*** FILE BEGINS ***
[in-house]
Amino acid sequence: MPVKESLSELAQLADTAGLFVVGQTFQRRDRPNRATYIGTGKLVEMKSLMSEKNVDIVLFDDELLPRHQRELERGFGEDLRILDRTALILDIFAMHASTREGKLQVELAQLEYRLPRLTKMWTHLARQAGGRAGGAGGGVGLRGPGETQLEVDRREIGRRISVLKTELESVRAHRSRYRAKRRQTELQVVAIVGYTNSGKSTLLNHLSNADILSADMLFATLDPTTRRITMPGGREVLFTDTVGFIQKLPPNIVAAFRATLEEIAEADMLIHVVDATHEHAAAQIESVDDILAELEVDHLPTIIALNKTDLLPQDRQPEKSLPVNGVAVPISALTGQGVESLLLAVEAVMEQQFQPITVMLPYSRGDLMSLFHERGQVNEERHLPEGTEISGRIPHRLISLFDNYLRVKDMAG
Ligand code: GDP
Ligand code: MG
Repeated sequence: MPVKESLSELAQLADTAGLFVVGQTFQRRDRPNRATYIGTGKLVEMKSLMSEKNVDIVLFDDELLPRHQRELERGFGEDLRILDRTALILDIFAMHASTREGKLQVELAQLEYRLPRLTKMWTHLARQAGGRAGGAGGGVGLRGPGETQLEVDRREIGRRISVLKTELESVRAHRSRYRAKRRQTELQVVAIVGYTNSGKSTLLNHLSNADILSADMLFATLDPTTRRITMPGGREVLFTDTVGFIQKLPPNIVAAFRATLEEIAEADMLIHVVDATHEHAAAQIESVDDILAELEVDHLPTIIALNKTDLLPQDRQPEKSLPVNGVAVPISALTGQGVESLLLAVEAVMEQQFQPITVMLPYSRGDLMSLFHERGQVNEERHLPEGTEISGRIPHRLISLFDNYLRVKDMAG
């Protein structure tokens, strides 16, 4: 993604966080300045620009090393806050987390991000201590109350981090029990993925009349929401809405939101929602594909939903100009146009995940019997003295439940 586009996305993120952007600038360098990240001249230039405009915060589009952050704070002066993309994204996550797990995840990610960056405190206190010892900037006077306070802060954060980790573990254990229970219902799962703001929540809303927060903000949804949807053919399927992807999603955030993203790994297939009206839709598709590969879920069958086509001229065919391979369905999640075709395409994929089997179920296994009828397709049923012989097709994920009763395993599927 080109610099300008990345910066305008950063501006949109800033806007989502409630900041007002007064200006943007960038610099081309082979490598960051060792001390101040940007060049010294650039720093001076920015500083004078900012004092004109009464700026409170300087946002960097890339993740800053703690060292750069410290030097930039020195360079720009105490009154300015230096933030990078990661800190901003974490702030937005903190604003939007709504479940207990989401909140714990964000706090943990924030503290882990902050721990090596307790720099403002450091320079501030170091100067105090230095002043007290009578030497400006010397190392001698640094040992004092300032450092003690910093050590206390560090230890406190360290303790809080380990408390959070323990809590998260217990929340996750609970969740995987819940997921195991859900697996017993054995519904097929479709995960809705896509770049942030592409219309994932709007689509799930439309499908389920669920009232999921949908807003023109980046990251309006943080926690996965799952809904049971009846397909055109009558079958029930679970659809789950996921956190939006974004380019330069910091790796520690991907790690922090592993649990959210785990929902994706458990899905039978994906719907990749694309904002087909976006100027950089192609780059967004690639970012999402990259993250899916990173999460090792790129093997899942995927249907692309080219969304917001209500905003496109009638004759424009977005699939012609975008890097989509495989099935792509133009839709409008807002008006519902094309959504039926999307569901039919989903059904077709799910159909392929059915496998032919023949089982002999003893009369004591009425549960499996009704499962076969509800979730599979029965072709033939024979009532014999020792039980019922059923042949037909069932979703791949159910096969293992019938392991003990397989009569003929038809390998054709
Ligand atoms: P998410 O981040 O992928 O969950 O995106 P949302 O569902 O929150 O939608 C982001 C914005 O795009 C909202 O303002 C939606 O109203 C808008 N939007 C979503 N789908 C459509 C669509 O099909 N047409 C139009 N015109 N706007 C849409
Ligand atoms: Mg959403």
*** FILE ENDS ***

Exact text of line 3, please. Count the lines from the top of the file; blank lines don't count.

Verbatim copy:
Ligand code: GDP